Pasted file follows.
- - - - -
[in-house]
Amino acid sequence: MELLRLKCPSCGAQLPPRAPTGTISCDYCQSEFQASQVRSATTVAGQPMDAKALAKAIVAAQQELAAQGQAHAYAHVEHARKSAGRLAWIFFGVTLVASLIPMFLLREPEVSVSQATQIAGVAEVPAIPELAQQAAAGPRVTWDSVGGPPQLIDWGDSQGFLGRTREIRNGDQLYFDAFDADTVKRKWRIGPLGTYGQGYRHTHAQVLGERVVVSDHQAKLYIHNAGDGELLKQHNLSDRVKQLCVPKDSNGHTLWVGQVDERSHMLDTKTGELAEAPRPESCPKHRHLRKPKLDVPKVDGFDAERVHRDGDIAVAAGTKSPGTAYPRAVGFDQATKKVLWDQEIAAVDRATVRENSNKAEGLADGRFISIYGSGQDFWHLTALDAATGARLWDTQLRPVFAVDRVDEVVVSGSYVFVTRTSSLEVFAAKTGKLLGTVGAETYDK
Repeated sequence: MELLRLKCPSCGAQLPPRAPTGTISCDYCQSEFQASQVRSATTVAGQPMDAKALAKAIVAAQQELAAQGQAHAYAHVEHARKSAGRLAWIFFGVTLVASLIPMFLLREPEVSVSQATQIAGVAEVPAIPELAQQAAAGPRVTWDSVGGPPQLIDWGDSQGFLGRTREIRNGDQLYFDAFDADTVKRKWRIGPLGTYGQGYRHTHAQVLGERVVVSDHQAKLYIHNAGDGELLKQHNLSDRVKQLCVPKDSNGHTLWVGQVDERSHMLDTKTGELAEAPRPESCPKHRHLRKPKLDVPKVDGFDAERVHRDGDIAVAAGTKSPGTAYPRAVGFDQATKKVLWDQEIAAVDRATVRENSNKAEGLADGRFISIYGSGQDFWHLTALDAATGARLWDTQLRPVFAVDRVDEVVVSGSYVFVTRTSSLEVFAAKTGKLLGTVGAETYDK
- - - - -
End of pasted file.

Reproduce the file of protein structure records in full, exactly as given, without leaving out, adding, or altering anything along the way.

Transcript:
[in-house]
Amino acid sequence: MELLRLKCPSCGAQLPPRAPTGTISCDYCQSEFQASQVRSATTVAGQPMDAKALAKAIVAAQQELAAQGQAHAYAHVEHARKSAGRLAWIFFGVTLVASLIPMFLLREPEVSVSQATQIAGVAEVPAIPELAQQAAAGPRVTWDSVGGPPQLIDWGDSQGFLGRTREIRNGDQLYFDAFDADTVKRKWRIGPLGTYGQGYRHTHAQVLGERVVVSDHQAKLYIHNAGDGELLKQHNLSDRVKQLCVPKDSNGHTLWVGQVDERSHMLDTKTGELAEAPRPESCPKHRHLRKPKLDVPKVDGFDAERVHRDGDIAVAAGTKSPGTAYPRAVGFDQATKKVLWDQEIAAVDRATVRENSNKAEGLADGRFISIYGSGQDFWHLTALDAATGARLWDTQLRPVFAVDRVDEVVVSGSYVFVTRTSSLEVFAAKTGKLLGTVGAETYDK
Repeated sequence: MELLRLKCPSCGAQLPPRAPTGTISCDYCQSEFQASQVRSATTVAGQPMDAKALAKAIVAAQQELAAQGQAHAYAHVEHARKSAGRLAWIFFGVTLVASLIPMFLLREPEVSVSQATQIAGVAEVPAIPELAQQAAAGPRVTWDSVGGPPQLIDWGDSQGFLGRTREIRNGDQLYFDAFDADTVKRKWRIGPLGTYGQGYRHTHAQVLGERVVVSDHQAKLYIHNAGDGELLKQHNLSDRVKQLCVPKDSNGHTLWVGQVDERSHMLDTKTGELAEAPRPESCPKHRHLRKPKLDVPKVDGFDAERVHRDGDIAVAAGTKSPGTAYPRAVGFDQATKKVLWDQEIAAVDRATVRENSNKAEGLADGRFISIYGSGQDFWHLTALDAATGARLWDTQLRPVFAVDRVDEVVVSGSYVFVTRTSSLEVFAAKTGKLLGTVGAETYDK